IL-33 mediates multi-walled carbon nanotube (MWCNT)-induced airway hyper-reactivity via the mobilization of innate helper cells in the lung

Celine A. Beamer, Teri A. Girtsman, Benjamin P. Seaver, Krissy J. Finsaas, Christopher T. Migliaccio, Victoria K. Perry, James B. Rottman, Dirk E. Smith, Andrij Holian

Research output: Contribution to journalArticlepeer-review

Abstract

Allergic asthma is a chronic inflammatory disorder of the airway associated with bronchial obstruction, airway hyper-reactivity (AHR), and mucus production. The epithelium may direct and propagate asthmatic-like responses. Central to this theory is the observation that viruses, air pollution, and allergens promote epithelial damage and trigger the generation of IL-25, IL-33, and TSLP via innate pathways such as TLRs and purinergic receptors. Similarly, engineered nanomaterials promote a Th2-associated pathophysiology. In this study, we tested the hypothesis that instillation of multi-walled carbon nanotubes (MWCNT) impair pulmonary function in C57Bl/6 mice due to the development of IL-33-dependent Th2-associated inflammation. MWCNT exposure resulted in elevated levels of IL-33 in the lavage fluid (likely originating from airway epithelial cells), enhanced AHR, eosinophil recruitment, and production of Th2-associated cytokines and chemokines. Moreover, these events were dependent on IL-13 signaling and the IL-33/ST2 axis, but independent of T and B cells. Finally, MWCNT exposure resulted in the recruitment of innate lymphoid cells. Collectively, our data suggest that MWCNT induce epithelial damage that results in release of IL-33, which in turn promotes innate lymphoid cell recruitment and the development of IL-13-dependent inflammatory response.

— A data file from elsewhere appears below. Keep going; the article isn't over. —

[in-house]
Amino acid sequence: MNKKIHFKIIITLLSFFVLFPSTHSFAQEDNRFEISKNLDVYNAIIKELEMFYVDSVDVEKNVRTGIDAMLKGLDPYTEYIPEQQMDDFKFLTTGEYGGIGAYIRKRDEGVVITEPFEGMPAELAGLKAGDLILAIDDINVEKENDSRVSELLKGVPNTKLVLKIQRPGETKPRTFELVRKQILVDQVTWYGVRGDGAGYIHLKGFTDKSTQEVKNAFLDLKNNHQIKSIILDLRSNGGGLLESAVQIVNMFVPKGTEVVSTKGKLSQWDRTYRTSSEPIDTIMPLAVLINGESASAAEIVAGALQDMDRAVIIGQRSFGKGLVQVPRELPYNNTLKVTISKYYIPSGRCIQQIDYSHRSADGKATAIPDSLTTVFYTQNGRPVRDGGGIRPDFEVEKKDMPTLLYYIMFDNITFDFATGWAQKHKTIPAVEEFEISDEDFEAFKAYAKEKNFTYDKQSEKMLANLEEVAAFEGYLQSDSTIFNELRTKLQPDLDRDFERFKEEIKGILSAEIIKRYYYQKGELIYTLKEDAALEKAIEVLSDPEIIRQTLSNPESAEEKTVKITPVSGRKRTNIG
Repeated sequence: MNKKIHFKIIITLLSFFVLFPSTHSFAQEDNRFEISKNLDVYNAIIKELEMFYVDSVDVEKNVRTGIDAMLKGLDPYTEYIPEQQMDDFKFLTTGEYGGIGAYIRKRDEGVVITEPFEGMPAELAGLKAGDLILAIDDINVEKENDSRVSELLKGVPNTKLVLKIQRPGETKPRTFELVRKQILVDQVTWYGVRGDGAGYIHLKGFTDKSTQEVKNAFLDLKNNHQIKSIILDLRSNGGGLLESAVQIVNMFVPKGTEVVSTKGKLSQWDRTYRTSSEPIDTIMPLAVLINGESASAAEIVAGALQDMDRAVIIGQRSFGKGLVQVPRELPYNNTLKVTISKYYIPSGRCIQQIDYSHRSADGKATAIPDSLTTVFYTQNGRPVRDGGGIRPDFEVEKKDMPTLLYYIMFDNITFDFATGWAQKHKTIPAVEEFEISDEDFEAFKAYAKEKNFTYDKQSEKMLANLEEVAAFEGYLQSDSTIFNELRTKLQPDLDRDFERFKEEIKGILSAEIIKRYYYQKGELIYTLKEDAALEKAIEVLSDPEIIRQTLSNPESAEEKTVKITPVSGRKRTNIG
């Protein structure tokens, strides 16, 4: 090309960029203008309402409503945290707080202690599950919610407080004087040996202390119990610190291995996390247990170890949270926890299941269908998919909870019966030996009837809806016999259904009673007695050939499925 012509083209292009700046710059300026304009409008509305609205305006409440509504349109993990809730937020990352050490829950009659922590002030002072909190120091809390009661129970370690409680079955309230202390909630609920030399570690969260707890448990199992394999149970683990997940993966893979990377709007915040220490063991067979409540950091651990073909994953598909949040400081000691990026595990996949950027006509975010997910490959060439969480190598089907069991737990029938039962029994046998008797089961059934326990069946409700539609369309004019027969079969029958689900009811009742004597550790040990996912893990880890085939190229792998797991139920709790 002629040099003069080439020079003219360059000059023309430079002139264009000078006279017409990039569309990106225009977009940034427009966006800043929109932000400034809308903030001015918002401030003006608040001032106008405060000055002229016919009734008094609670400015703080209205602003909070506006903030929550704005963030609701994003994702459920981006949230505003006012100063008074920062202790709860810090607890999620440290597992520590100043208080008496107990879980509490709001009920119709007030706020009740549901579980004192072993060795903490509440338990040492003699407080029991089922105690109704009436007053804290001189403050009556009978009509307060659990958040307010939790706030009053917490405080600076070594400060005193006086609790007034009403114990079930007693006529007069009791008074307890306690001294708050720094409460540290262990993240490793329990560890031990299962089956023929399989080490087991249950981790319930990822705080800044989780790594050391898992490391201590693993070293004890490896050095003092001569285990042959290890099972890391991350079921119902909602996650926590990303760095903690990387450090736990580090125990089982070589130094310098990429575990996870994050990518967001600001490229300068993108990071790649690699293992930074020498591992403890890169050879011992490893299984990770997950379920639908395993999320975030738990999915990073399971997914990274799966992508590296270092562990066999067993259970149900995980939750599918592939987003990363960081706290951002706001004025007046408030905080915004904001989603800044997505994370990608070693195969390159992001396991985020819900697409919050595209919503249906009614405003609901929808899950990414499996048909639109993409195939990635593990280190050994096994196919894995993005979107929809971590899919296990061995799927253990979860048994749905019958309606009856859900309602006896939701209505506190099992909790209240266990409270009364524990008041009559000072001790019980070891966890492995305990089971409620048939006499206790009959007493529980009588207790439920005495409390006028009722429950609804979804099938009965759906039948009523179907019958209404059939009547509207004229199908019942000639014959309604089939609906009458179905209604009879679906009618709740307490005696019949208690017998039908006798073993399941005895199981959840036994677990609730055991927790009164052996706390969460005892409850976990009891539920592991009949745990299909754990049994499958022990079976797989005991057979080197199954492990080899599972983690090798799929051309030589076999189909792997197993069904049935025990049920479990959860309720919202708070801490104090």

Original languageEnglish
Pages (from-to)1070-1081
Number of pages12
JournalNanotoxicology
Volume7
Issue number6
DOIs
StatePublished - 2012

Keywords

  • Mechanistic toxicology
  • Nanotoxicology
  • Nanotubes

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